To avoid repetition, with regard to the advantages and developments of such a restraint system according to various embodiments reference is made to the explanations provided above in connection with the method. Details regarding the development of the restraint system emerge also from the embodiments.

The invention further relates to a vehicle having a restraint system according to various embodiments, wherein this vehicle is in particular a motor vehicle.

FIG. 1 diagrammatically shows the detail of a vehicle 100 with a driver or occupant 102 in a passenger compartment 108. This figure illustrates a path distance d inside the vehicle 100 that is to be defined for complete deceleration of the occupant 102, i.e. the maximum so-called predisplacement path d that is available to the occupant 102 in the crash situation without striking against vehicle parts. In the illustrated example, the steering wheel 104 is assumed to be a limiting interior part. The predisplacement path d is represented by a double arrow. It depends upon various parameters, such as the position of the steering wheel 104, the sitting position, the posture of the driver, the seat position in travel direction and the backrest position. Given a known steering wheel position, the maximum predisplacement path d may be determined by means of suitable sensor equipment. The distance may be determined for example by means of optical sensors. The sitting position of an occupant may also be determined from the measurement of a belt band position by means of an existing belt-band reel-off sensor. Sensors are moreover often available on the seat adjuster and may be used to determine the position of the occupant 102 and hence the predisplacement path d. A further possible way of detecting the sitting position of the occupant 102 is for example to provide at suitable points of the belt marks, the position of which may be tracked by means of cameras. In this way, any shortening of the available predisplacement path d may be immediately detected. A further aspect to be taken into account is that, upon firing and deployment of an airbag 110 represented in FIG. 4, the predisplacement path d is once more reduced. When the airbag 110 deflates, the predisplacement path increases again. In a, here, typically considered crash situation, the predisplacement path d is sharply reduced by deployment of the front airbag 110, as a comparison of FIGS. 1 and 4 immediately reveals.

A crash situation is now explained with reference to FIG. 2. The dashed curve in FIG. 2 reproduces the characteristic of the belt force as a function of time after a crash. The belt force is a function of the vehicle- and the occupant acceleration. What is considered is the example of a head-on collision at the time t0. Because of the crash pulse, the occupant 102 (cf. FIG. 1) presses with increasing force against the seat belt, which at the time t2 is tensioned by means of a belt tensioner. At the time t1 the crash was sensed and at the time t3 the air bag fires. At the time tp* the airbag is fully inflated. So that the occupant survives the crash with as little damage as possible without being subjected by the belt and airbag to additional high loads that present a risk of injury, according to the various embodiments the belt band is paid out/released in such a way that the occupant within the constant time difference tx (=tp*−t2) falls into the ideally deployed airbag (at the time tp*). The ideal time tp* should be so selected that it coincides with or is shortly after attainment of the maximum airbag volume. A forward shift of this time may have negative repercussions as the airbag in its deployment phase exerts an additional force against the occupant.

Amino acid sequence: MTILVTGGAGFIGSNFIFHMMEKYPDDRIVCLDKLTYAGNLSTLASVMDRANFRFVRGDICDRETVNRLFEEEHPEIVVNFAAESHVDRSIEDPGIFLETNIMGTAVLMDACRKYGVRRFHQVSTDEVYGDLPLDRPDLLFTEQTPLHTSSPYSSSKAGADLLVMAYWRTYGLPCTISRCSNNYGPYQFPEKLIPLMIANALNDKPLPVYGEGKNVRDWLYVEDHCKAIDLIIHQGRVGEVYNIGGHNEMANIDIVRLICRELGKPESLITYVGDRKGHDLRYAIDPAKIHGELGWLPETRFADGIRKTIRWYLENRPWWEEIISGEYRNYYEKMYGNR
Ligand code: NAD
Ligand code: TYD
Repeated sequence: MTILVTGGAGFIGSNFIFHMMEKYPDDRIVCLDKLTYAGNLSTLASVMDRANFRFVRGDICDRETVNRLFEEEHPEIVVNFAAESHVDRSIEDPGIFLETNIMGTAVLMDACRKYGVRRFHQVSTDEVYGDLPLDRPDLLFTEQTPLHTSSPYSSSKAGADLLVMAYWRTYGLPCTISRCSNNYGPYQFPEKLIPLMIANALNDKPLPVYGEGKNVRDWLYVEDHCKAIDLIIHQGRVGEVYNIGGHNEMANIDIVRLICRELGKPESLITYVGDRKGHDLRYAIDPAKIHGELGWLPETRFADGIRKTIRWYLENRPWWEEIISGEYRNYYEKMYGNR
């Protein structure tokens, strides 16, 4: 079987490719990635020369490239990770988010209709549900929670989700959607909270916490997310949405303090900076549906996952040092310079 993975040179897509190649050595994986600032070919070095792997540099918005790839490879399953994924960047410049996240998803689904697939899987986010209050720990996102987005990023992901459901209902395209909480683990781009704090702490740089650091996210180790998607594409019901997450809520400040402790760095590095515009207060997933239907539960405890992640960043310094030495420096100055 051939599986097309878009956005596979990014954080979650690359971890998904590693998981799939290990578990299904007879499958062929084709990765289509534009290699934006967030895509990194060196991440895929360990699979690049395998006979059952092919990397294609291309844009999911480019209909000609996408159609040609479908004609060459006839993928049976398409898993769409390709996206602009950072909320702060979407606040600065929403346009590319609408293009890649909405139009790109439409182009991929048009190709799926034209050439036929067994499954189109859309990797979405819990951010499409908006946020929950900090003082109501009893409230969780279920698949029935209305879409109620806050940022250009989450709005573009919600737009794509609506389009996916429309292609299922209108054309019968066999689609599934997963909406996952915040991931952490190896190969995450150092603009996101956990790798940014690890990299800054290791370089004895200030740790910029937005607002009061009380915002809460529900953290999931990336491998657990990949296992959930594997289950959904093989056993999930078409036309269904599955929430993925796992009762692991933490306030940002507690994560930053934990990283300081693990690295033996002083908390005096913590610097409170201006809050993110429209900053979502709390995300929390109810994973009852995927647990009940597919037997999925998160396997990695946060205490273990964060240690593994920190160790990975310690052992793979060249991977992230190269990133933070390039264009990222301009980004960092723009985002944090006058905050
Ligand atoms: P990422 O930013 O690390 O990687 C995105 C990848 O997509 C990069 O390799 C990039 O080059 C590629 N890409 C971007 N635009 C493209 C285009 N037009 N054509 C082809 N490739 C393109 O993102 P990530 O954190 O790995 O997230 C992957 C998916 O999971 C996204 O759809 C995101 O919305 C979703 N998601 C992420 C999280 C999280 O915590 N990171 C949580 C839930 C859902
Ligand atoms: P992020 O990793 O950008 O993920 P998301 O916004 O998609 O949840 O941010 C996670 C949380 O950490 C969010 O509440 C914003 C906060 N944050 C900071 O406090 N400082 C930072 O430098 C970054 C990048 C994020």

In FIG. 2, as a characteristic curve, an acceleration characteristic 130 for the occupant 102 to be decelerated is plotted as an amount (it is a case of negative acceleration values). It is evident that over most of the period of time tx the acceleration of the occupant is almost constant. This has the advantage that the forces acting upon the occupant are minimized. Other characteristics, in particular characteristics adapted to the vehicle and/or the vehicle acceleration may also be used.

FIG. 3 illustrates by way of example the usable predisplacement path d from the time t2 (reduction of the belt tensioning by the seat belt system) up to a time tp*, at which the occupant dips into the airbag, after the airbag has fired at the time t3. Because of the deployment of the airbag, the usable predisplacement path d initially reduces and then increases again when the airbag deflates. What is represented is the characteristic in conventional systems for three types of person (95% man, 50% man, 5% woman). In such non-adaptive restraint systems the time, at which the occupant dips into the airbag, varies in dependence upon the personal properties (in particular the weight) of the occupant. Accordingly, the 95% man dips into the airbag earlier than the 50% man or the 5% woman (cf. times tp*95%, tp*50%, tp*5%). As such systems may not be tuned for each type of person, they are designed as a rule for the 50% man. Consequently, with this compromise solution the heavy 95% man has a shorter predisplacement path d, therefore dips into the airbag earlier than the 50% man and is at greater risk of injury from the airbag because it is possibly still deploying (as shown in FIG. 3). Since with such systems however the 5% woman, who has a much longer predisplacement path, likewise still has to be caught by the airbag, the compromise solution is also not the optimum solution for the 50% man, as is represented in FIG. 3. The 50% man namely likewise encounters the airbag when it is not yet ideally deployed. The dipping point of the compromise solution P*50% therefore lies between the two extremes 95% man and 5% woman. For persons located outside of this band there is an even higher risk of injury from the restraint system.